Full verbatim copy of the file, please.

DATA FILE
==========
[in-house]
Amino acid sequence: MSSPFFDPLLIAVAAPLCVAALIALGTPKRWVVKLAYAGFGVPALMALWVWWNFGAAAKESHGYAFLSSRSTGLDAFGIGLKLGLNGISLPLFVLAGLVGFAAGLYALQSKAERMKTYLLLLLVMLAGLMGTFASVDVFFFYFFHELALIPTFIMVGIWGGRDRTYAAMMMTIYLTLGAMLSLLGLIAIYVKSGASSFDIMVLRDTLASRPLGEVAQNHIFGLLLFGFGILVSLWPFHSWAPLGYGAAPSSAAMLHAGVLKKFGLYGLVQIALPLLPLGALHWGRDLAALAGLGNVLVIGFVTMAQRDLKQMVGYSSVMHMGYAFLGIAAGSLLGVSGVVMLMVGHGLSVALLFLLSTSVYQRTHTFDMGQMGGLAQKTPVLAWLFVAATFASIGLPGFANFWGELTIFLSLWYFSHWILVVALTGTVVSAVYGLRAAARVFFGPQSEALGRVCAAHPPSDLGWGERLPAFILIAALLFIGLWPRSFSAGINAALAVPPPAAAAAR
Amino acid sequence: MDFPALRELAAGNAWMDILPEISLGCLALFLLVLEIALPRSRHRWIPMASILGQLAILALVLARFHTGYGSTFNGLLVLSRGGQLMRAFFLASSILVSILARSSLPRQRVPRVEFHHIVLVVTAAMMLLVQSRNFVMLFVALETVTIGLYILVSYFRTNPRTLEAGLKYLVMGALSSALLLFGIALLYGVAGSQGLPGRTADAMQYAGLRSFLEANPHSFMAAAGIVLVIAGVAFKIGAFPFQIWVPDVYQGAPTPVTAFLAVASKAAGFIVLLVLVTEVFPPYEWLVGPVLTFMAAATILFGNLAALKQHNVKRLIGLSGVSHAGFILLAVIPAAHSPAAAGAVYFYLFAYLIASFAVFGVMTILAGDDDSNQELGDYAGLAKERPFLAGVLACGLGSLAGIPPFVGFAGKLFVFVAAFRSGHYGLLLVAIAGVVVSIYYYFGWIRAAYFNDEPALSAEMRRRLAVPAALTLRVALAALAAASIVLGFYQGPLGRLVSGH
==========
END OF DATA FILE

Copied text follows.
[in-house]
Amino acid sequence: MSSPFFDPLLIAVAAPLCVAALIALGTPKRWVVKLAYAGFGVPALMALWVWWNFGAAAKESHGYAFLSSRSTGLDAFGIGLKLGLNGISLPLFVLAGLVGFAAGLYALQSKAERMKTYLLLLLVMLAGLMGTFASVDVFFFYFFHELALIPTFIMVGIWGGRDRTYAAMMMTIYLTLGAMLSLLGLIAIYVKSGASSFDIMVLRDTLASRPLGEVAQNHIFGLLLFGFGILVSLWPFHSWAPLGYGAAPSSAAMLHAGVLKKFGLYGLVQIALPLLPLGALHWGRDLAALAGLGNVLVIGFVTMAQRDLKQMVGYSSVMHMGYAFLGIAAGSLLGVSGVVMLMVGHGLSVALLFLLSTSVYQRTHTFDMGQMGGLAQKTPVLAWLFVAATFASIGLPGFANFWGELTIFLSLWYFSHWILVVALTGTVVSAVYGLRAAARVFFGPQSEALGRVCAAHPPSDLGWGERLPAFILIAALLFIGLWPRSFSAGINAALAVPPPAAAAAR
Amino acid sequence: MDFPALRELAAGNAWMDILPEISLGCLALFLLVLEIALPRSRHRWIPMASILGQLAILALVLARFHTGYGSTFNGLLVLSRGGQLMRAFFLASSILVSILARSSLPRQRVPRVEFHHIVLVVTAAMMLLVQSRNFVMLFVALETVTIGLYILVSYFRTNPRTLEAGLKYLVMGALSSALLLFGIALLYGVAGSQGLPGRTADAMQYAGLRSFLEANPHSFMAAAGIVLVIAGVAFKIGAFPFQIWVPDVYQGAPTPVTAFLAVASKAAGFIVLLVLVTEVFPPYEWLVGPVLTFMAAATILFGNLAALKQHNVKRLIGLSGVSHAGFILLAVIPAAHSPAAAGAVYFYLFAYLIASFAVFGVMTILAGDDDSNQELGDYAGLAKERPFLAGVLACGLGSLAGIPPFVGFAGKLFVFVAAFRSGHYGLLLVAIAGVVVSIYYYFGWIRAAYFNDEPALSAEMRRRLAVPAALTLRVALAALAAASIVLGFYQGPLGRLVSGH